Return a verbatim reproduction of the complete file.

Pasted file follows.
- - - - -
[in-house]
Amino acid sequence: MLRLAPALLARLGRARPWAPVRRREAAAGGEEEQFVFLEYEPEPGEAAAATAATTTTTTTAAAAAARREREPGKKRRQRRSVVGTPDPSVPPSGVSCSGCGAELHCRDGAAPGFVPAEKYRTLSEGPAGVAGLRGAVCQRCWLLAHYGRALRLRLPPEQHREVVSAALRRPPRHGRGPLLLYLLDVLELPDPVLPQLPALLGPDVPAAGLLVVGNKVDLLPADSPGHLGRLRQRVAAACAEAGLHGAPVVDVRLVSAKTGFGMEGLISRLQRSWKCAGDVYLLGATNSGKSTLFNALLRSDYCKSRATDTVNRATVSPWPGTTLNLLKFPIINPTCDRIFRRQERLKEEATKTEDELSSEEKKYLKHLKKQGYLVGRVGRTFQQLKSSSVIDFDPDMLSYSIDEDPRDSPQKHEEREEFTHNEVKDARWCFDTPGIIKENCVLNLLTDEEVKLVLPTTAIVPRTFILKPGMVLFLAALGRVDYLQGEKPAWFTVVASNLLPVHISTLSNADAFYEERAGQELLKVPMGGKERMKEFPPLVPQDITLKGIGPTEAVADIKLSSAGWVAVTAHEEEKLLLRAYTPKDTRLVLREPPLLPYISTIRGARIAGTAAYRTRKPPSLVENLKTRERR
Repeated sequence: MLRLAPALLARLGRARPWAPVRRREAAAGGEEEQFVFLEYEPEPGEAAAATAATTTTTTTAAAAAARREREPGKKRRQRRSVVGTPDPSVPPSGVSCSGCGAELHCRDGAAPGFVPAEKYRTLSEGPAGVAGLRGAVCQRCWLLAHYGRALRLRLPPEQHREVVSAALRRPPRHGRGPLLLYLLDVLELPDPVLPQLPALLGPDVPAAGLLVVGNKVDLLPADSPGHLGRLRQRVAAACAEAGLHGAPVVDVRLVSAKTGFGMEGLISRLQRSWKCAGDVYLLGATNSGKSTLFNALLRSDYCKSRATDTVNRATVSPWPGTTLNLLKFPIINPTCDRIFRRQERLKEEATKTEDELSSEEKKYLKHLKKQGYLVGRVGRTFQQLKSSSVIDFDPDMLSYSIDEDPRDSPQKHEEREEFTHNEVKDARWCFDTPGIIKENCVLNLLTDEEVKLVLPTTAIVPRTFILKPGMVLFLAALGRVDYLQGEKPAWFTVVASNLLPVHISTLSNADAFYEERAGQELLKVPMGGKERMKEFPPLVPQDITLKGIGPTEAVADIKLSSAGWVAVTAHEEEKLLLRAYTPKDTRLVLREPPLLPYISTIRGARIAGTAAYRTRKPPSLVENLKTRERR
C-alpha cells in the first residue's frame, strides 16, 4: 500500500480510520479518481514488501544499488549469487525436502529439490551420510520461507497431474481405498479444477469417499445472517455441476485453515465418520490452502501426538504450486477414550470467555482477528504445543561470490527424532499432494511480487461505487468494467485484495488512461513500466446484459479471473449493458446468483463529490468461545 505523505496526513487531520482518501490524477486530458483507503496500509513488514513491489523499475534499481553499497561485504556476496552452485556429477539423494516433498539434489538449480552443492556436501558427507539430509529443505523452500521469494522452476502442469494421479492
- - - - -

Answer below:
[in-house]
Amino acid sequence: MLRLAPALLARLGRARPWAPVRRREAAAGGEEEQFVFLEYEPEPGEAAAATAATTTTTTTAAAAAARREREPGKKRRQRRSVVGTPDPSVPPSGVSCSGCGAELHCRDGAAPGFVPAEKYRTLSEGPAGVAGLRGAVCQRCWLLAHYGRALRLRLPPEQHREVVSAALRRPPRHGRGPLLLYLLDVLELPDPVLPQLPALLGPDVPAAGLLVVGNKVDLLPADSPGHLGRLRQRVAAACAEAGLHGAPVVDVRLVSAKTGFGMEGLISRLQRSWKCAGDVYLLGATNSGKSTLFNALLRSDYCKSRATDTVNRATVSPWPGTTLNLLKFPIINPTCDRIFRRQERLKEEATKTEDELSSEEKKYLKHLKKQGYLVGRVGRTFQQLKSSSVIDFDPDMLSYSIDEDPRDSPQKHEEREEFTHNEVKDARWCFDTPGIIKENCVLNLLTDEEVKLVLPTTAIVPRTFILKPGMVLFLAALGRVDYLQGEKPAWFTVVASNLLPVHISTLSNADAFYEERAGQELLKVPMGGKERMKEFPPLVPQDITLKGIGPTEAVADIKLSSAGWVAVTAHEEEKLLLRAYTPKDTRLVLREPPLLPYISTIRGARIAGTAAYRTRKPPSLVENLKTRERR
Repeated sequence: MLRLAPALLARLGRARPWAPVRRREAAAGGEEEQFVFLEYEPEPGEAAAATAATTTTTTTAAAAAARREREPGKKRRQRRSVVGTPDPSVPPSGVSCSGCGAELHCRDGAAPGFVPAEKYRTLSEGPAGVAGLRGAVCQRCWLLAHYGRALRLRLPPEQHREVVSAALRRPPRHGRGPLLLYLLDVLELPDPVLPQLPALLGPDVPAAGLLVVGNKVDLLPADSPGHLGRLRQRVAAACAEAGLHGAPVVDVRLVSAKTGFGMEGLISRLQRSWKCAGDVYLLGATNSGKSTLFNALLRSDYCKSRATDTVNRATVSPWPGTTLNLLKFPIINPTCDRIFRRQERLKEEATKTEDELSSEEKKYLKHLKKQGYLVGRVGRTFQQLKSSSVIDFDPDMLSYSIDEDPRDSPQKHEEREEFTHNEVKDARWCFDTPGIIKENCVLNLLTDEEVKLVLPTTAIVPRTFILKPGMVLFLAALGRVDYLQGEKPAWFTVVASNLLPVHISTLSNADAFYEERAGQELLKVPMGGKERMKEFPPLVPQDITLKGIGPTEAVADIKLSSAGWVAVTAHEEEKLLLRAYTPKDTRLVLREPPLLPYISTIRGARIAGTAAYRTRKPPSLVENLKTRERR
C-alpha cells in the first residue's frame, strides 16, 4: 500500500480510520479518481514488501544499488549469487525436502529439490551420510520461507497431474481405498479444477469417499445472517455441476485453515465418520490452502501426538504450486477414550470467555482477528504445543561470490527424532499432494511480487461505487468494467485484495488512461513500466446484459479471473449493458446468483463529490468461545 505523505496526513487531520482518501490524477486530458483507503496500509513488514513491489523499475534499481553499497561485504556476496552452485556429477539423494516433498539434489538449480552443492556436501558427507539430509529443505523452500521469494522452476502442469494421479492